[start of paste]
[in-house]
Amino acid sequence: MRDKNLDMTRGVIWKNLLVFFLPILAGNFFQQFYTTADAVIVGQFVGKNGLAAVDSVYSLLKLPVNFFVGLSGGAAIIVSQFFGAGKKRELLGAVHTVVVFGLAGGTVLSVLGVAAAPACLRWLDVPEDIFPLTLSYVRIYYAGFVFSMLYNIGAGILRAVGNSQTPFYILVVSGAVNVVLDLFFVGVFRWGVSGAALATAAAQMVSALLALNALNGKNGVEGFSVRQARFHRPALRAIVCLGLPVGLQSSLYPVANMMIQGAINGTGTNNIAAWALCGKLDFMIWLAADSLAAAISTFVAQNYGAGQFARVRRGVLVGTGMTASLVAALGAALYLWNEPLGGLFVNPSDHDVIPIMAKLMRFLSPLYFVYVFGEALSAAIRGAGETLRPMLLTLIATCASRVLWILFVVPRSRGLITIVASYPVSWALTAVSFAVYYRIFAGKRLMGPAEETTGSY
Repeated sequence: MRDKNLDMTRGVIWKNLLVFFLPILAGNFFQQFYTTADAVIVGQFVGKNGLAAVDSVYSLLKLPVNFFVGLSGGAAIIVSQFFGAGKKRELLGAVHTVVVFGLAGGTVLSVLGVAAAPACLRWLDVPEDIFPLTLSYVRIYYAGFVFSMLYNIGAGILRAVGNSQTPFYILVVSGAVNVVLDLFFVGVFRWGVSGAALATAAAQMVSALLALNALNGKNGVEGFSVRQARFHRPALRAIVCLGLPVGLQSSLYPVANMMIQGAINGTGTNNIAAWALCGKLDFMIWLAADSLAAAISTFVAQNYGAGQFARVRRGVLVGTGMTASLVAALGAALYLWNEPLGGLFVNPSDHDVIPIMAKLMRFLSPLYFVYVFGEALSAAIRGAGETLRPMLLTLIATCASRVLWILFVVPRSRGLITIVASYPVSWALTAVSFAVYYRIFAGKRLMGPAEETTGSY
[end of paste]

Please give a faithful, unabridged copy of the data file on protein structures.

[in-house]
Amino acid sequence: MRDKNLDMTRGVIWKNLLVFFLPILAGNFFQQFYTTADAVIVGQFVGKNGLAAVDSVYSLLKLPVNFFVGLSGGAAIIVSQFFGAGKKRELLGAVHTVVVFGLAGGTVLSVLGVAAAPACLRWLDVPEDIFPLTLSYVRIYYAGFVFSMLYNIGAGILRAVGNSQTPFYILVVSGAVNVVLDLFFVGVFRWGVSGAALATAAAQMVSALLALNALNGKNGVEGFSVRQARFHRPALRAIVCLGLPVGLQSSLYPVANMMIQGAINGTGTNNIAAWALCGKLDFMIWLAADSLAAAISTFVAQNYGAGQFARVRRGVLVGTGMTASLVAALGAALYLWNEPLGGLFVNPSDHDVIPIMAKLMRFLSPLYFVYVFGEALSAAIRGAGETLRPMLLTLIATCASRVLWILFVVPRSRGLITIVASYPVSWALTAVSFAVYYRIFAGKRLMGPAEETTGSY
Repeated sequence: MRDKNLDMTRGVIWKNLLVFFLPILAGNFFQQFYTTADAVIVGQFVGKNGLAAVDSVYSLLKLPVNFFVGLSGGAAIIVSQFFGAGKKRELLGAVHTVVVFGLAGGTVLSVLGVAAAPACLRWLDVPEDIFPLTLSYVRIYYAGFVFSMLYNIGAGILRAVGNSQTPFYILVVSGAVNVVLDLFFVGVFRWGVSGAALATAAAQMVSALLALNALNGKNGVEGFSVRQARFHRPALRAIVCLGLPVGLQSSLYPVANMMIQGAINGTGTNNIAAWALCGKLDFMIWLAADSLAAAISTFVAQNYGAGQFARVRRGVLVGTGMTASLVAALGAALYLWNEPLGGLFVNPSDHDVIPIMAKLMRFLSPLYFVYVFGEALSAAIRGAGETLRPMLLTLIATCASRVLWILFVVPRSRGLITIVASYPVSWALTAVSFAVYYRIFAGKRLMGPAEETTGSY